Decided April 10, 1935.
1. — Negligence — Proximate Cause.
For negligence to be the proximate cause of an injury it must appear that the injury was the natural and probable consequence of such act of negligence and that the party committing same should have reasonably foreseen the consequences in the light of attending circumstances.
2. — Remote Cause.
A remote cause cannot be the basis of an action for damages if it does nothing more than give rise to the occasion which makes the injury possible.
3. — Proximate Cause.
An act may be the proximate cause of an injury even though it is not the nearest or last cause in connected succession of the events which lead to a result.
4. — New and Independent Cause.
Where, in submitting issues to the jury under the evidence, it is necessary to use the phrase "new and independent cause" in defining proximate cause, it is proper to define such phrase which means "the act or omission of a separate and independent agency which destroys the casual connection between the negligent act or omission of the defendant and the injury complained of and thereby becomes, in itself, the immediate cause of such injury."
5. — Charge of Court — New and Independent Cause — Proximate Cause.
The evidence showing that plaintiff passed another car just before he collided with the truck brought the issue of new and independent cause into the case, upon which phase defendant was entitled to a charge defining such term, but of which he was deprived by the erroneous way in which the court submitted the issue of proximate cause to the jury in question form.
6. — Charge of Court — Special Issues.
Special issues should be submitted by the trial court in such a way that each question will be so framed as to indicate its own burden of proof.
7. — Charge of Court — General and Common Knowledge.
It was error for the court to charge the jury that they might consider in addition to the evidence matters of "common and general knowledge," as such charge was on the weight of the evidence, argumentative and calculated to mislead the jury because they were not presumed to know what in law constituted "common and general knowledge."
Error to the Court of Civil Appeals for the Fourth District, in an appeal from Wilson County.
The opinion states the case. Judgment, based on answers of the jury to special issues, in favor of plaintiff Tips was affirmed, after requiring a remittitur of $100.00, by the Court of Civil Appeals ( 66 S.W.2d 396), and the Refining Company brings error to the Supreme Court.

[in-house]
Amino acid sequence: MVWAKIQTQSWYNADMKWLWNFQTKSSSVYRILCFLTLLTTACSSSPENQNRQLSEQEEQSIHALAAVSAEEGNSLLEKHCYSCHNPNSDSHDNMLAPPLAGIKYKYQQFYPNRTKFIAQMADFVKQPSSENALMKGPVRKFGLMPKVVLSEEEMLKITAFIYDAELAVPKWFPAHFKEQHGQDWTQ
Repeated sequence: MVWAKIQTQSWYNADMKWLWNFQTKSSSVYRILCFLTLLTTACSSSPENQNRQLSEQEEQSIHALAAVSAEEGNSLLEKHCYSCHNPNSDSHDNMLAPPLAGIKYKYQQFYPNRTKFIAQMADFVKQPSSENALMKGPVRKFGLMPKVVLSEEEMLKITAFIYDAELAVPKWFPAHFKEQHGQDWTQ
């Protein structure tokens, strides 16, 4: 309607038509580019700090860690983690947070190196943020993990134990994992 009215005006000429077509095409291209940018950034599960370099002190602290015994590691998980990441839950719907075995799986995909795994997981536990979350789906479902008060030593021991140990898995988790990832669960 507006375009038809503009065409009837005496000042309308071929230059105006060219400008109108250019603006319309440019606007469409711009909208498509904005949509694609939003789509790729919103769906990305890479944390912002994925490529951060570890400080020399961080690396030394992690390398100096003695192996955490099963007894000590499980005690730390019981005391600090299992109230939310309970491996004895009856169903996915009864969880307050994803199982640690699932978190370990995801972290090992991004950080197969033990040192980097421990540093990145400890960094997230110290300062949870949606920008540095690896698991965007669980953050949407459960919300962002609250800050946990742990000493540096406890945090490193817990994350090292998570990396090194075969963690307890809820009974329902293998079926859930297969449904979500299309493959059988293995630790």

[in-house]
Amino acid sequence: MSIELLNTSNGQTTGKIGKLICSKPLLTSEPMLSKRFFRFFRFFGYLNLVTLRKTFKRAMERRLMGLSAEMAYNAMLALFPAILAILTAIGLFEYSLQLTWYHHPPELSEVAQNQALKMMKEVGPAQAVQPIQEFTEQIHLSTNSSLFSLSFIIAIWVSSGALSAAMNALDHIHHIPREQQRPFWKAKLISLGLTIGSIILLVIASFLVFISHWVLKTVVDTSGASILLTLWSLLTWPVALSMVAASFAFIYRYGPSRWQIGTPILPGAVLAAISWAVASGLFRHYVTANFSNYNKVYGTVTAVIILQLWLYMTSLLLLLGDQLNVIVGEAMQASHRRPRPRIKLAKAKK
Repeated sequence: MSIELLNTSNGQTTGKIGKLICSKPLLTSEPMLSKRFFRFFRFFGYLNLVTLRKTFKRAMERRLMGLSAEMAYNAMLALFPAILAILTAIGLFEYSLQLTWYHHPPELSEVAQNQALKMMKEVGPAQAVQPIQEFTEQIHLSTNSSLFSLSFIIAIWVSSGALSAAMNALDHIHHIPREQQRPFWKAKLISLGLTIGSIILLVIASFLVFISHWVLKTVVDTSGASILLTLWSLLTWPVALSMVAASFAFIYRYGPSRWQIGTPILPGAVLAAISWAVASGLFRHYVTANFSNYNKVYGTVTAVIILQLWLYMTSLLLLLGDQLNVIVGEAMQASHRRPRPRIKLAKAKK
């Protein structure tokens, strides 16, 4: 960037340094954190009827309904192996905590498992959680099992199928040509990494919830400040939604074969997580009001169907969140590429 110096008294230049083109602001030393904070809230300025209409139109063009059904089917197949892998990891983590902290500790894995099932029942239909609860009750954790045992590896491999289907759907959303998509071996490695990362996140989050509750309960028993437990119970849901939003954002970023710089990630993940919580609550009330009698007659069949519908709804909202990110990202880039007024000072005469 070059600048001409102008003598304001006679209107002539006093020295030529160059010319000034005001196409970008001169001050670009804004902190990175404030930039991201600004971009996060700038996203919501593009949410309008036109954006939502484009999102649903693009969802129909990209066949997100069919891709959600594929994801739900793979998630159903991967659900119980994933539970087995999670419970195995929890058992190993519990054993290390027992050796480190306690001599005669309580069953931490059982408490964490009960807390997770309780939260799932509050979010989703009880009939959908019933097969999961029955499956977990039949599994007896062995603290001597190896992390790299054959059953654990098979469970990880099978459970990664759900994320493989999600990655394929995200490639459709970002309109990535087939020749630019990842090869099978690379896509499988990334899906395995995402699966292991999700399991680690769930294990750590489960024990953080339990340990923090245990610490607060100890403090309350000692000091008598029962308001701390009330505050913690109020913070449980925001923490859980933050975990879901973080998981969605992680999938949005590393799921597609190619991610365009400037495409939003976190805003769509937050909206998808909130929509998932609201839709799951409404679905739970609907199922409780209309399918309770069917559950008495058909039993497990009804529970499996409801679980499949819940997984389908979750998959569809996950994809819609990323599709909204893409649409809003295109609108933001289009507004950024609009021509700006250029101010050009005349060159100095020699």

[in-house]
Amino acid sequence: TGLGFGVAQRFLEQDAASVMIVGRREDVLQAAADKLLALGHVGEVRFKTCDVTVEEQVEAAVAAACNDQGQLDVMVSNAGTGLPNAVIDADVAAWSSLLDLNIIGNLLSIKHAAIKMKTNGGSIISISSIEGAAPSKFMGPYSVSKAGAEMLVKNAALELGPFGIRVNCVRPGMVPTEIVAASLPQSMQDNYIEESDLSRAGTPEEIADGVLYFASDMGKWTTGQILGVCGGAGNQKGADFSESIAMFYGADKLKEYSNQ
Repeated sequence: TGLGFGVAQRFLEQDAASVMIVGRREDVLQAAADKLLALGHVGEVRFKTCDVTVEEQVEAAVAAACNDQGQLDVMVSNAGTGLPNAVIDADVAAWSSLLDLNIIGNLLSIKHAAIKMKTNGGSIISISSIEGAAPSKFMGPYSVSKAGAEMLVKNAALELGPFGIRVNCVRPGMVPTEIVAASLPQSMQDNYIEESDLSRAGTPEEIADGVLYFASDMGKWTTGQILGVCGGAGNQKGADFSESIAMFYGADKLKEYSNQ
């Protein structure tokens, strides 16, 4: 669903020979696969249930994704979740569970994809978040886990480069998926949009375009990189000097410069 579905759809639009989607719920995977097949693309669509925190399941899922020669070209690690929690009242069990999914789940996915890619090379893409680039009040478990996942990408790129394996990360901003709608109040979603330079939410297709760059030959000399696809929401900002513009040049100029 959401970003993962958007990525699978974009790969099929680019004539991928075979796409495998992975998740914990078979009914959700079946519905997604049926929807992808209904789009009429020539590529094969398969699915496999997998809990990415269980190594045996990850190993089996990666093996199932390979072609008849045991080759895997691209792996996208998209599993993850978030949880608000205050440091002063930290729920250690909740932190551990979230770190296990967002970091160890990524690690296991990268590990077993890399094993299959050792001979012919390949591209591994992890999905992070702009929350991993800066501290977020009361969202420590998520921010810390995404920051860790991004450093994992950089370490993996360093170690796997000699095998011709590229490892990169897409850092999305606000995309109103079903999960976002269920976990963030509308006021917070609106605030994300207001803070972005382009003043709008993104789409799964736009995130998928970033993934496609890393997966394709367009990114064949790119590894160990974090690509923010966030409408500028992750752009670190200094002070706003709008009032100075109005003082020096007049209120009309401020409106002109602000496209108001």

The case was referred to the Commission of Appeals, Section A, for their opinion thereon and the Supreme Court adopted same and ordered judgment entered in accordance therewith.
Judgments of both courts reversed and cause remanded to District Court for new trial.
Eskridge Groce and George S. Rice, Jr., all of San Antonio, for plaintiff in error.
Proximate cause is the test of actionable negligence and any proper charge on proximate cause includes the elements of reasonable foreseeableness. International G. N. R. R. Co. v. Bigham, 90 Tex. 223, 38 S.W. 162; Brush Electric Co. v. Lefevre, 93 Tex. 604, 57 S.W. 640; Galveston, H. S. A. Ry. Co. v. Bell, 110 Tex. 104, 216 S.W. 390.
Moursund, Johnson, Rogers Slatton, of San Antonio, for defendant in error.
This suit was filed in the District Court of Wilson County, Texas, by Walter Tips against Russell Oil Company and Phoenix Refining Company to recover damages for personal injuries and injuries to an automobile. Tips' petition in the district court alleged that such damages were caused by the negligence of each and both of the defendants. The case was submitted to a jury on special issues in the district court and based on the jury's answers to such issues judgment was entered for Tips against Phoenix Refining Company for $6750.00. No issue was submitted as against Russell Oil Company, and judgment was entered in its favor. No complaint is made as to this by either Tips or Phoenix Refining Company, and the Russell Oil Company passes out of the case. Phoenix Refining Company appealed to the Court of Civil Appeals as against Tips. On final hearing in that court the judgment of the district court was affirmed after requiring a remittitur of $100.00. 66 S.W.2d 396. Phoenix Refining Company brings error.
We shall hereafter refer to the parties as Tips and the Refining Company.
It appears that Tips was injured and his car demolished by his running his car into a truck belonging to the Refining Company. The truck was parked at night on the side of a public road near Floresville in Wilson County, Texas.
The case was submitted to the jury on fourteen special issues, and in response thereto the jury in substance found: